For the "how do I fix [problem]" Google is still faster if you append "+reddit" to the query. If you don't, then you'll probably still get a more useful answer from Bing given that Google search results are now almost entirely ads and spam.
I stopped using Google last year because the monetisation reached a point where it was genuinely unusable. If it's not direct spamming via ads inserted into search results in such a way that it's almost impossible to tell the two apart, it's the simple fact that nearly all websites now are just designed to manipulate Google search rankings with generic copy-and-paste spam.
In 2023 the most reliable way to get the answer you need is to tack "+ reddit" onto the end of the query, which is a new low.
The Tesla market and fan base in the USA is fundamentally weak, and a lot weaker than they would like people to know. It’s perfectly possible to set up the Autopilot system in their cars to disconnect without driver input or attention (just drive any Tesla in Europe and you’ll be nagged to make a steering input every 15 seconds or so), yet in the USA the system will allow frankly appalling risks to be taken. They could implement the European restrictions, but the increased safety will put off their target buyer.
Re: I'm confused by all this...
>> A plane is taking off from some airfield which is now called a spaceport for some reason.
Said (elderly) plane has to overfly quite a lot of inhabited land with an unusual and extremely heavy load bolted to the wing spar. I'd quite like it to be thoroughly tested and licensed before they get to do this.
this could be a handy way round time limits on the library PCs.
That would be brave, given that to get access to library computers you have to be a member, meaning they have your photograph and address on record. If I can point out this particular line from the Computer Misuse Act:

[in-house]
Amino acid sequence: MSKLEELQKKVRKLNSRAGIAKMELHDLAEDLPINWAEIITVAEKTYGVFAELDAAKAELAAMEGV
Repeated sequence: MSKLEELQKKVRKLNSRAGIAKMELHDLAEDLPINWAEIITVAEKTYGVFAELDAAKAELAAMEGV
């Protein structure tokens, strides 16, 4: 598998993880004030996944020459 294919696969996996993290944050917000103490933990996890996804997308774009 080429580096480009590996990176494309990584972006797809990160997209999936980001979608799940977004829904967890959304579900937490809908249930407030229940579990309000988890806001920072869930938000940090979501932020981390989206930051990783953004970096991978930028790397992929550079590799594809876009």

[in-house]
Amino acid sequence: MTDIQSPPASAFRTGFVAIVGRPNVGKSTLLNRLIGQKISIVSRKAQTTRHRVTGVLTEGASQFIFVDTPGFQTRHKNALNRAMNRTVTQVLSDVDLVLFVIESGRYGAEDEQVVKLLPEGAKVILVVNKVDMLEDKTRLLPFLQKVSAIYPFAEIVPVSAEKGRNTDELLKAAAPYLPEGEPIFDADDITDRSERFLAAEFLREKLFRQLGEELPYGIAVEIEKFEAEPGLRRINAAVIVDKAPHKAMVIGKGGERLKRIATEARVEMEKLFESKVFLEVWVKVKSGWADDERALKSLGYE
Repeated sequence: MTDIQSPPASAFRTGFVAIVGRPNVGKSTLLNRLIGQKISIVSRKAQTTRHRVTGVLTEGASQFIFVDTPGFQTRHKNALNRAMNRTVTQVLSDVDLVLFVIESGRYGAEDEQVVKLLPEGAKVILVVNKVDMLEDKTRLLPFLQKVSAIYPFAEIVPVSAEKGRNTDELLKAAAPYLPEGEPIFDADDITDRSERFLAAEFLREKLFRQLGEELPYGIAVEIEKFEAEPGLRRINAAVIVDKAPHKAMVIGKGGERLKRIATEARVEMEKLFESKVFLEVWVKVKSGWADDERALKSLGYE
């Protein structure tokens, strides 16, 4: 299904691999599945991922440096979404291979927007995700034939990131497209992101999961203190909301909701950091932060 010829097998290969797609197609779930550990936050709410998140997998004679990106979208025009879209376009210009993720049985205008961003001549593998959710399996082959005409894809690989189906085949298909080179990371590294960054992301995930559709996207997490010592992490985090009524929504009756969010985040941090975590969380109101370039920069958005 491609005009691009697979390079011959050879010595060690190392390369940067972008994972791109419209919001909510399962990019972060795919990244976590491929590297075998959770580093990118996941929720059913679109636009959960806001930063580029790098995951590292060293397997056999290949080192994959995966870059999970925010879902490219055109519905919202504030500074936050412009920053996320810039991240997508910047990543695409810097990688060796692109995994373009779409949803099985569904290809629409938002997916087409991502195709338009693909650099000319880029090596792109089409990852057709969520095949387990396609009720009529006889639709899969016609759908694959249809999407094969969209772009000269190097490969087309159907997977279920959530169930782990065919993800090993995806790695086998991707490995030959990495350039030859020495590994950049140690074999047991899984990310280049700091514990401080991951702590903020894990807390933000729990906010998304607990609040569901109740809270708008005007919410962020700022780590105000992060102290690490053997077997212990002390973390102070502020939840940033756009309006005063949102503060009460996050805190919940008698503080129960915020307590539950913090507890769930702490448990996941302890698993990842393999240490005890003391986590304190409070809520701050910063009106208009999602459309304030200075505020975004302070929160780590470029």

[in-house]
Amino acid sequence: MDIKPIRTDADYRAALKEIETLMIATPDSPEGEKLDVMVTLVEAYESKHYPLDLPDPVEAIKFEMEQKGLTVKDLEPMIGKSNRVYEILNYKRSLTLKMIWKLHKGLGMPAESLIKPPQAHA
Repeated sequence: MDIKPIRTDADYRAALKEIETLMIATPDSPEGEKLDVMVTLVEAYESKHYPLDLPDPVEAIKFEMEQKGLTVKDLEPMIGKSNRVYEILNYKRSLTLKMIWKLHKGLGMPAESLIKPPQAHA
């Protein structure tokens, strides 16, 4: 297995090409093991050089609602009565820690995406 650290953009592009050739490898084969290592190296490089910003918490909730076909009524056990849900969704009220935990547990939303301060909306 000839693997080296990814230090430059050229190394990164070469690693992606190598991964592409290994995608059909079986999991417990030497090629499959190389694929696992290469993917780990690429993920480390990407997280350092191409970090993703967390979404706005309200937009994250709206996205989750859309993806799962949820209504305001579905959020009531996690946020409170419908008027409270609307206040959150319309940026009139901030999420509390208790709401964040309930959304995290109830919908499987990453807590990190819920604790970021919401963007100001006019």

Unlawful access is committed if the individual intentionally gains access; knowing he is not entitled to do so; and aware he does not have consent to gain access.
Personally I think it's perfectly reasonable, but the tech-illiterate plod who turns up when the librarian says that someone's been fiddling with the computers that other people potentially use for financial transactions etc may not see it that way.
Doesn't make sense
Even the most basic back of the envelope maths says that with current technology, battery-powered commercial aircraft are not feasible. So many major flaws in this plan:
1. How on earth does removing 5 passengers (300 kg) get you 400 km more range?
2. Normal batteries offer about 0.2 kWh per kg at best. Unfortunately, the reason we use kerosene in planes is because it's incredibly energy-dense. Assuming our 30 passenger aircraft has 6.5 tonnes of batteries, that's only 1.3MWh and that's hugely optimistic.
3. Even if electric propulsion works for short flights, it's still pointless when you can squeeze 30x the passengers on a train that doesn't have to drag the power station along with it.
4. Airport infrastructure will be incapable recharging one aircraft during a turnaround, let alone a fleet of them. 35 minutes on the ground? Not going to work. What about smaller destinations with poor grid connections?